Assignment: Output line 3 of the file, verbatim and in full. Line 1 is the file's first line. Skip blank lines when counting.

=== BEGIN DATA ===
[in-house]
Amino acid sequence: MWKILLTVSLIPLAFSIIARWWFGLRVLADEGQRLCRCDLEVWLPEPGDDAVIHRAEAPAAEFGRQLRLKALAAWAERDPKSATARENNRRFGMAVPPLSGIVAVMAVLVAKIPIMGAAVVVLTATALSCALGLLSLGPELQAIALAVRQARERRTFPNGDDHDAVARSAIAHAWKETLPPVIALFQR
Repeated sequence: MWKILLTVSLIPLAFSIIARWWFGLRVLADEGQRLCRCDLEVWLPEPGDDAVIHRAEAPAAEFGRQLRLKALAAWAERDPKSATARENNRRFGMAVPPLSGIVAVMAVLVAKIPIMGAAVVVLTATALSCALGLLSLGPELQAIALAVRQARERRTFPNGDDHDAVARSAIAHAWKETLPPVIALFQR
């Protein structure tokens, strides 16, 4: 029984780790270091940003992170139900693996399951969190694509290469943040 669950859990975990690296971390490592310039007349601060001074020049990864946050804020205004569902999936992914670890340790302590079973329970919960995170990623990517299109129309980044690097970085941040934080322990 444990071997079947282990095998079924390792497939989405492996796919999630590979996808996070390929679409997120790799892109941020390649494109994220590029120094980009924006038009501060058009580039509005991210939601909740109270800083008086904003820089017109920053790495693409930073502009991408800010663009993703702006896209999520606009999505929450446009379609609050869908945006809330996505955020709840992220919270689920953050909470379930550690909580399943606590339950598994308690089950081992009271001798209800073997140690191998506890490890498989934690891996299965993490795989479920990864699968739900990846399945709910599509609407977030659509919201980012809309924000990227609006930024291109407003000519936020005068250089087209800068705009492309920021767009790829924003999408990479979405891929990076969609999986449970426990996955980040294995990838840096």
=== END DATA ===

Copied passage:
Repeated sequence: MWKILLTVSLIPLAFSIIARWWFGLRVLADEGQRLCRCDLEVWLPEPGDDAVIHRAEAPAAEFGRQLRLKALAAWAERDPKSATARENNRRFGMAVPPLSGIVAVMAVLVAKIPIMGAAVVVLTATALSCALGLLSLGPELQAIALAVRQARERRTFPNGDDHDAVARSAIAHAWKETLPPVIALFQR